War is mostly a foreign concept to my generation.
I’m 27 now, and for the past 10 years the biggest danger to me and my mates has been making the odd questionable decision.
For my Grandad and his mates, at the same age, life was a lot different.
My Grandad, Pat Murphy, volunteered for the army at the beginning of World War II.
He was scheduled to depart as part of the South Island company to North Africa, but was ruled out with the mumps.
He was disappointed, but it turned out he dodged a bullet as that company suffered devastating losses.
Grandad was eventually deployed to the Pacific, where he spent three or so years fighting in the tropics.
I was recently asking my Nana, Margaret, about what she knew about Grandad’s war stories, but she didn’t know a lot.
This isn’t because she couldn’t remember – Nana is a remarkable woman for her 95 years – but she said Grandad never talked about the war.
He always had a very good sense of humour, but some of the things he experienced over there must have had a lasting effect.
For many years after the war, he held a lasting resentment of all things Japanese, a reasonable reaction to seeing his friends’ heads on stakes around local villages.
Nana told me a good story, though – once, in his latter years, they were driving home from Central Otago and stopped to pick up a young hitch-hiker.
When she got in the car and said she was Japanese, Nana winced and wasn’t sure what sort of response to expect from Grandad, but he was happy to look out for a young traveller, even inviting her to stay for a few days where she learnt how to spin wool, and about life in a rural New Zealand town.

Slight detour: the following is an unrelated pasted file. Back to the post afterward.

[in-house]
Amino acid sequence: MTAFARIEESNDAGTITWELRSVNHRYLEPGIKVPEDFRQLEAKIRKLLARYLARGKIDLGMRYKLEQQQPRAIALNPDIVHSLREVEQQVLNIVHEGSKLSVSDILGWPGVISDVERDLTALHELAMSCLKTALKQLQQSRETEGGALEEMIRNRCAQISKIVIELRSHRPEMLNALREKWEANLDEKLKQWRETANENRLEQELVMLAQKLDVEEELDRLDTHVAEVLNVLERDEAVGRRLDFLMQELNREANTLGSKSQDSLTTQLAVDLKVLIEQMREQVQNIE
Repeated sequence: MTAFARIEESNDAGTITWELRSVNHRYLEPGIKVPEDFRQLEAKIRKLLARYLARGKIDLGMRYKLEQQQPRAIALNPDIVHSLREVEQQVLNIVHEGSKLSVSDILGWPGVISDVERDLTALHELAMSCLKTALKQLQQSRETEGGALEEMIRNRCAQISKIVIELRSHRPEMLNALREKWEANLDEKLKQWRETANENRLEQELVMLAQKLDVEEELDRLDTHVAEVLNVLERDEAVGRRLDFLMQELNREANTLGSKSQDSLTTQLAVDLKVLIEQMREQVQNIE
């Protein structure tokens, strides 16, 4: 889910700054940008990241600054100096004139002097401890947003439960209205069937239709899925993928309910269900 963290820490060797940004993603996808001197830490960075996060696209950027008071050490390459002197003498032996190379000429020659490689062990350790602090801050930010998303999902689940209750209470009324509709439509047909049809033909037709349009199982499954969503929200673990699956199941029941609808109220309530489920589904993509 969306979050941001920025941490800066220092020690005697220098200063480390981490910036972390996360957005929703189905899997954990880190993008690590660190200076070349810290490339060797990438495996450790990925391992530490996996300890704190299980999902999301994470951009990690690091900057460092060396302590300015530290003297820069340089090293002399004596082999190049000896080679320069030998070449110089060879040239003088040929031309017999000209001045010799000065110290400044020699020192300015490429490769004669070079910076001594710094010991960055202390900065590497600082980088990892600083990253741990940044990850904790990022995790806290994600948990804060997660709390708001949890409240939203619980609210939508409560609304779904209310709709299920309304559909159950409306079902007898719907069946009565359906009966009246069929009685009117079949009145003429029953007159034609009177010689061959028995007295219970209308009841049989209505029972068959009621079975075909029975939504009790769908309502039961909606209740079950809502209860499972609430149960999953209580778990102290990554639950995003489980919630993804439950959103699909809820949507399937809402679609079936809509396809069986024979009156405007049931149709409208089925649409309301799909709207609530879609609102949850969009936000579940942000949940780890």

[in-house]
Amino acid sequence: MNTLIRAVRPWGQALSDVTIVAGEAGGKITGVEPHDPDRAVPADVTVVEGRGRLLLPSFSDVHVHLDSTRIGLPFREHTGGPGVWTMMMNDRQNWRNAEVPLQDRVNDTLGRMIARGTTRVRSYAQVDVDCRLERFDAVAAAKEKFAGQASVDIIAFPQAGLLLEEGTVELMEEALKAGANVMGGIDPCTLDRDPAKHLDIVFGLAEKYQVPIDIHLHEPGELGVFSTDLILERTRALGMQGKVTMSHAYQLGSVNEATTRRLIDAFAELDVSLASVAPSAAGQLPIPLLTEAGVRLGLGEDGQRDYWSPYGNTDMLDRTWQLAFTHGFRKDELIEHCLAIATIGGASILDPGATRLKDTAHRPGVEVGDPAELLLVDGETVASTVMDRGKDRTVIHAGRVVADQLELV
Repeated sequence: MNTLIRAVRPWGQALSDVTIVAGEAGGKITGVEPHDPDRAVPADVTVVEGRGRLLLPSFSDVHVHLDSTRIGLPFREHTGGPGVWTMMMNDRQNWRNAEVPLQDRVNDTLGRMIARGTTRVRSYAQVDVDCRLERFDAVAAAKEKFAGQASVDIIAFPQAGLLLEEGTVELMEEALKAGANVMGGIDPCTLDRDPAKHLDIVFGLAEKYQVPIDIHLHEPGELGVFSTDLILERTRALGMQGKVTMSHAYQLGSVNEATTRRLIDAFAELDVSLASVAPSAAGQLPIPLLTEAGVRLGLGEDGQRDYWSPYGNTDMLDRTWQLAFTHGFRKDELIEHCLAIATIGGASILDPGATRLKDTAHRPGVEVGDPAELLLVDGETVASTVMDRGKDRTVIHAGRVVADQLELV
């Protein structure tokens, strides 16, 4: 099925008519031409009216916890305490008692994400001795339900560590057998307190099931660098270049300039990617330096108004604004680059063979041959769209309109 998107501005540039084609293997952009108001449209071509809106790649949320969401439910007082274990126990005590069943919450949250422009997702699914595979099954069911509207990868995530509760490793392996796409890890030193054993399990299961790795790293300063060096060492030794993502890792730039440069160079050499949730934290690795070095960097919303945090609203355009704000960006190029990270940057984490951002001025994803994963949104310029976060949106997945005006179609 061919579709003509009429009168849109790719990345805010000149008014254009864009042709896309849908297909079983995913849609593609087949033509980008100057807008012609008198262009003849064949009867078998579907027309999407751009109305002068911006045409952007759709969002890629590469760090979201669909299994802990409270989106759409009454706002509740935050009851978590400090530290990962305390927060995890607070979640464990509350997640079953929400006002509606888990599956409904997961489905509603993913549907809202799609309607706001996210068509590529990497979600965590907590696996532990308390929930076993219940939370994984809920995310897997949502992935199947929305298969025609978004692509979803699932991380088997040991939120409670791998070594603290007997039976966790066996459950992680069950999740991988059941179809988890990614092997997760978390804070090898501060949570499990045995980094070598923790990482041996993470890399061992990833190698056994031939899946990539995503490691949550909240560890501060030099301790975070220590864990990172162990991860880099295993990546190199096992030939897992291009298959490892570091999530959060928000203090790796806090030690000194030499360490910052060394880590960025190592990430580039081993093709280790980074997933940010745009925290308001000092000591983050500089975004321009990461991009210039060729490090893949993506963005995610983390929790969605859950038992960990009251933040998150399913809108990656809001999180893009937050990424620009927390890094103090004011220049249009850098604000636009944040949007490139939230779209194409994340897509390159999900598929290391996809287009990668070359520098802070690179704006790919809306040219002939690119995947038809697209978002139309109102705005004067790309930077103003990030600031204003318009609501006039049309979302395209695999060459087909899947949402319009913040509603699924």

Grandad died when I was 10, so I never thought to ask him about his experiences in the army, but I think he would have made some sort of joke and brushed it off.
Although he made some very good friends in the army, who he kept in contact with, he never went to an Anzac Day service, or spent much time at the RSA – I guess because he wanted to put the war behind him.
His wasn’t a generation who went to talk therapy, or posted self-reflective messages on Instagram.
They just got on with what they were doing before the war – in his case farming, shearing and keeping an eye on the sports pages.
They signed up for a sense of duty and comradeship, not glory.
That’s why I’ll be going along to the Anzac Day service in Waimate next week.
In a different time, in a different generation, that could have been me and my mates.